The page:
The Supreme Court on Monday ordered tight security arrangements for the Anti-triple talaq and Nikah Halala-activist Shabnam Rani, who reportedly faced an acid attack at Uttar Pradesh Bulandshahr on September 13.
"Supreme Court orders to provide safety and security to acid attack victim Shabnam," the news agency ANI reported. During its September 17 proceedings, the Supreme Court said SSP Bulandshahr would be held liable for her safety and security.
Furthermore, the Yogi Adityanath government has been asked to ensure Rani's safety whenever she steps outside the home. The apex court also advised the Nikah Halala victim to approach the police in case she travels outside Uttar Pradesh.
Supreme Court orders to provide safety and security to acid attack victim Shabnam. Court says, SSP Bulandshahr would be held liable for her safety and security. Shabnam is one of the petitioners in the Nikah-Halala and Polygamy case before the Supreme Court— ANI UP (@ANINewsUP) September 17, 2018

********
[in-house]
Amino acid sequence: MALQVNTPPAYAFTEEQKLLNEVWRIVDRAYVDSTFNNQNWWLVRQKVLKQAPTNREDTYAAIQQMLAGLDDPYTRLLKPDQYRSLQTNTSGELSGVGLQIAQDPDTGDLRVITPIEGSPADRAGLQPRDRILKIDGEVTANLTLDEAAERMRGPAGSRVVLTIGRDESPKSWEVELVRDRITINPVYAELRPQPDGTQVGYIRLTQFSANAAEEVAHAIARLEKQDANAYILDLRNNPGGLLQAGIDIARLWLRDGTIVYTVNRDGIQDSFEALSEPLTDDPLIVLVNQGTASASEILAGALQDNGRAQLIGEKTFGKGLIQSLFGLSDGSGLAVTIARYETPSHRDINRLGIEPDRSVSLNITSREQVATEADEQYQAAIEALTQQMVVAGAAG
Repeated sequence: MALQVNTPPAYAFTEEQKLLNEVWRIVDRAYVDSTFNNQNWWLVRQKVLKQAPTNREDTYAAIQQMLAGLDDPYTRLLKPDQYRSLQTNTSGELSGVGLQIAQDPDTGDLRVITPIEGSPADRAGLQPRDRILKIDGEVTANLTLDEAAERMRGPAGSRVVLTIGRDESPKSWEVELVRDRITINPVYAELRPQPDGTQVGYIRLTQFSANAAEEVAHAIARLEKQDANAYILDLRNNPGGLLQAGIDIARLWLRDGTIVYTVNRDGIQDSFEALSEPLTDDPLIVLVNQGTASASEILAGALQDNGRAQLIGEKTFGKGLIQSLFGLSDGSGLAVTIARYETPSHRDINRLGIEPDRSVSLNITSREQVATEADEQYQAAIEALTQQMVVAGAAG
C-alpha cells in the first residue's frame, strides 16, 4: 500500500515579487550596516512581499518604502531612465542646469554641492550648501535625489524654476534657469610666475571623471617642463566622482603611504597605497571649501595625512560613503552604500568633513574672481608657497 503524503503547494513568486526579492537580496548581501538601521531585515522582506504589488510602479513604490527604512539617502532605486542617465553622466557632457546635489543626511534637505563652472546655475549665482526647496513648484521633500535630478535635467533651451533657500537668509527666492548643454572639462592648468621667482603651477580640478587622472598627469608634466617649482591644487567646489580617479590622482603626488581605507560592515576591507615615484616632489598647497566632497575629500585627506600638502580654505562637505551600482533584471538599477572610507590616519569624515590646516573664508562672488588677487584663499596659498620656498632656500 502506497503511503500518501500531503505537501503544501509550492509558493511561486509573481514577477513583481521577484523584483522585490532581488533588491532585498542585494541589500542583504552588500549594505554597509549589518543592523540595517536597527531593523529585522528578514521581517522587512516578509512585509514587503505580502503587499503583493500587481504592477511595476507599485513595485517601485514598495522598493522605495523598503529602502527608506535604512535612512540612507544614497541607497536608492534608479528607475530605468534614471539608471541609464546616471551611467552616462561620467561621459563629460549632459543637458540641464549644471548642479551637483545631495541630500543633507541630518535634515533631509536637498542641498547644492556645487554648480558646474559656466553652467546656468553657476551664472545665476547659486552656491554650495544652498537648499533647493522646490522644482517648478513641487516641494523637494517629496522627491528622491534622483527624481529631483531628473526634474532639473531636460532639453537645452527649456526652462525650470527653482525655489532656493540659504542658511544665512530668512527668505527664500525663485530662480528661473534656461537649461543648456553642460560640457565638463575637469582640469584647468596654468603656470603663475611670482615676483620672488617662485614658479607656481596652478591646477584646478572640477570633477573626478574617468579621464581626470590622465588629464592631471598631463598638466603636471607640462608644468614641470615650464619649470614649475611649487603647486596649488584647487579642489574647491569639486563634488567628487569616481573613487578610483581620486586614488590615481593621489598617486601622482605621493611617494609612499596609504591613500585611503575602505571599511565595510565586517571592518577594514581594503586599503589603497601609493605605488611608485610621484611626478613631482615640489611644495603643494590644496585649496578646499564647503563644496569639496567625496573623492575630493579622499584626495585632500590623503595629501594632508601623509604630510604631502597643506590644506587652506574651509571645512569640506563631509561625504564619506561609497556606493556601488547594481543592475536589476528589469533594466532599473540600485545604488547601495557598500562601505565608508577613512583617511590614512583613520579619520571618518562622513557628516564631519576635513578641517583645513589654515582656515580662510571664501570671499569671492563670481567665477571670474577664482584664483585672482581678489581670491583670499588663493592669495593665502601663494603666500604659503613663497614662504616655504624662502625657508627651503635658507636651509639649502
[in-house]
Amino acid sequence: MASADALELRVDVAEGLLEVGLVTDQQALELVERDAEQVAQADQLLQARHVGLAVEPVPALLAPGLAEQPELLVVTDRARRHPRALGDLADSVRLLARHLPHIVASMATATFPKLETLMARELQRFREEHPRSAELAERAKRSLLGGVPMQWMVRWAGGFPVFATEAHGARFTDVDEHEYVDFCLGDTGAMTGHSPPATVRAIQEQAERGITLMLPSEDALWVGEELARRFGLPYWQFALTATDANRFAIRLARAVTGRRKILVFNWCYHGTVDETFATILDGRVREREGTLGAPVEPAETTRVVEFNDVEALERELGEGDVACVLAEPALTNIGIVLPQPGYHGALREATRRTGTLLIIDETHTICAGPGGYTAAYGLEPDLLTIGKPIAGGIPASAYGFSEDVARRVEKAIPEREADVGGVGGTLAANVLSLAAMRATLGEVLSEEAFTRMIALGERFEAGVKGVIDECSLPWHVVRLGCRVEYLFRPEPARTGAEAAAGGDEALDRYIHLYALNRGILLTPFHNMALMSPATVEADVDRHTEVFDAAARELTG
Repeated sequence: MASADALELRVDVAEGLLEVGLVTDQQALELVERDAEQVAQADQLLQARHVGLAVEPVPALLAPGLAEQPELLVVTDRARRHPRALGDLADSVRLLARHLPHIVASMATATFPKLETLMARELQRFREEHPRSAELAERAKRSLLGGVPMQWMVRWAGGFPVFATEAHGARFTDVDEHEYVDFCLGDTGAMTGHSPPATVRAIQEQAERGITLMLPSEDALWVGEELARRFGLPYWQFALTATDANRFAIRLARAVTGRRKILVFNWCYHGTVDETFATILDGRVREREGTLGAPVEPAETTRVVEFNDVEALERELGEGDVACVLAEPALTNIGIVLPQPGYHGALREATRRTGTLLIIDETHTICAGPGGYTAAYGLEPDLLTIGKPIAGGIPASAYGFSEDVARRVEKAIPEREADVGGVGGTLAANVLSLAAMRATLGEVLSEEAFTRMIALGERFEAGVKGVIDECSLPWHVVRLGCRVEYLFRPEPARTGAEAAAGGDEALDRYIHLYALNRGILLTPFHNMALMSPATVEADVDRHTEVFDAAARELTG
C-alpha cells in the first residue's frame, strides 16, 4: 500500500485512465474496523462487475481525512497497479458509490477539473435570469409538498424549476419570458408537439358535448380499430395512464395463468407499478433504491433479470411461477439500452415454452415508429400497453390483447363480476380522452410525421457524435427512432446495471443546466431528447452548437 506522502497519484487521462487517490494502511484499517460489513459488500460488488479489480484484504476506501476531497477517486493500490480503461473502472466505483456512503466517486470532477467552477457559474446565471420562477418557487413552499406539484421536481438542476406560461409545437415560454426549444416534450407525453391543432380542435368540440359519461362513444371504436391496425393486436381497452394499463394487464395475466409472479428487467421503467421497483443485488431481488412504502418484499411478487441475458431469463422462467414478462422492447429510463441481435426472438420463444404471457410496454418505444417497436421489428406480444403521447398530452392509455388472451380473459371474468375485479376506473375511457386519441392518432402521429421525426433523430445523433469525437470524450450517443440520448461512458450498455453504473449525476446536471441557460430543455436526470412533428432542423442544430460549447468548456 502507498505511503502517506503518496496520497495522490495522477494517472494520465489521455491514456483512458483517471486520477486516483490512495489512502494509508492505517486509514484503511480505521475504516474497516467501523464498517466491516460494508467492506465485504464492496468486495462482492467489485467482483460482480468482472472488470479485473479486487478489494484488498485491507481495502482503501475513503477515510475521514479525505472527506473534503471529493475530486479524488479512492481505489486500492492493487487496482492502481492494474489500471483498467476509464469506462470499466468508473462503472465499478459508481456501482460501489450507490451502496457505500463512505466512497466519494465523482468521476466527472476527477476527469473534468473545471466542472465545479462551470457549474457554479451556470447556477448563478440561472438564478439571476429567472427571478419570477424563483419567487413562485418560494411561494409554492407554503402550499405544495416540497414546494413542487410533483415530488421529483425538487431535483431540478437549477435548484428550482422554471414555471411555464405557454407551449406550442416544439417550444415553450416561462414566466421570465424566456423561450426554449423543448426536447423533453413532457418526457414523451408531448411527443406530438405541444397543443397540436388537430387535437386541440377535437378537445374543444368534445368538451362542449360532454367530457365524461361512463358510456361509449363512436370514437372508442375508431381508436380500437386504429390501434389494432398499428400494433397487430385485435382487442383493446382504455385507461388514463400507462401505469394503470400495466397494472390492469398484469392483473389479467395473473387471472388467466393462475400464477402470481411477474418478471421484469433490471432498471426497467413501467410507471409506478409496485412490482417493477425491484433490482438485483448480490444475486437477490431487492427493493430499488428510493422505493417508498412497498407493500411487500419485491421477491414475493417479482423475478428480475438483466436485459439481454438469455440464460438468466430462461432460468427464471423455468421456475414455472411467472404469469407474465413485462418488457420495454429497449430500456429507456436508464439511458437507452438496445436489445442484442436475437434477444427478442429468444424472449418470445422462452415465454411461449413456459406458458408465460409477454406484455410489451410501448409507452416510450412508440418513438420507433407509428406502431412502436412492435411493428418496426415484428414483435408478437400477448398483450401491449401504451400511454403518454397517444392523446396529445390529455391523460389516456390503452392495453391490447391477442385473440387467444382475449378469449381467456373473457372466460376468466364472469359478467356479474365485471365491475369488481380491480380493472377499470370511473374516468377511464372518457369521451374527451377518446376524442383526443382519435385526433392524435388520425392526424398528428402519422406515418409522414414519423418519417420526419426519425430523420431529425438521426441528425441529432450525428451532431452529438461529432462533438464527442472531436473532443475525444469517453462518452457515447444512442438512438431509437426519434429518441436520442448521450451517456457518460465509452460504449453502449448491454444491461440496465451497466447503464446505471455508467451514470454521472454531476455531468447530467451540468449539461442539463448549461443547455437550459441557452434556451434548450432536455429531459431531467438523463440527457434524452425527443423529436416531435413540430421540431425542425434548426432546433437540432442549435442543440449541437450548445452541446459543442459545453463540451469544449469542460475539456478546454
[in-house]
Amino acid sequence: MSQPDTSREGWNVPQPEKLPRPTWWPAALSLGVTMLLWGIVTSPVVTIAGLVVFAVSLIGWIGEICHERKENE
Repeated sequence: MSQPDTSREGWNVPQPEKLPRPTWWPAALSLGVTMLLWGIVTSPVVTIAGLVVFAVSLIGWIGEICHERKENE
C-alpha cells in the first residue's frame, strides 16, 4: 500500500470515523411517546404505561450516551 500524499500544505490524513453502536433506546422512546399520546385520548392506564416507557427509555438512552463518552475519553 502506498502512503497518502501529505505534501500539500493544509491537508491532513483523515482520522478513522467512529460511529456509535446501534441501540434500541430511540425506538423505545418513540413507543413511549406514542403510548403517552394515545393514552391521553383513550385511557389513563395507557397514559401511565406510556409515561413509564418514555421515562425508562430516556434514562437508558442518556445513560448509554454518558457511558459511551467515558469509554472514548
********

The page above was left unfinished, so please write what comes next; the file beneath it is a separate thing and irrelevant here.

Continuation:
The SC order came after numerous petitions have been filed in the apex court challenging the prevalent practices of Nikah Halala and polygamy among Muslims saying it was violative of fundamental rights guaranteed under the Constitution.
A bench of Chief Justice Dipak Misra and Justices A M Khanwikar and D Y Chandrachud considered the plea of Shabnam Rani, who was attacked allegedly by her brother-in-law and has been hospitalised. She has also sought better health care.
On September 14, the court asked advocate Ashwini Kumar Upadhyay, counsel for Rani, to submit a copy of the petition to the Centre and the Uttar Pradesh government.
While polygamy allows a Muslim man to have four wives, ‘Nikah Halala’ deals with the process in which a Muslim woman, who wants to re-marry her husband after divorce, has to first marry another person and get a divorce from the second person after the consummation.
In her plea against Nikah Halala and polygamy, Rani had alleged that her husband divorced giving her Triple Talaq and forced to perform Nikah Hala with her brother-in-law.
(With inputs from agencies)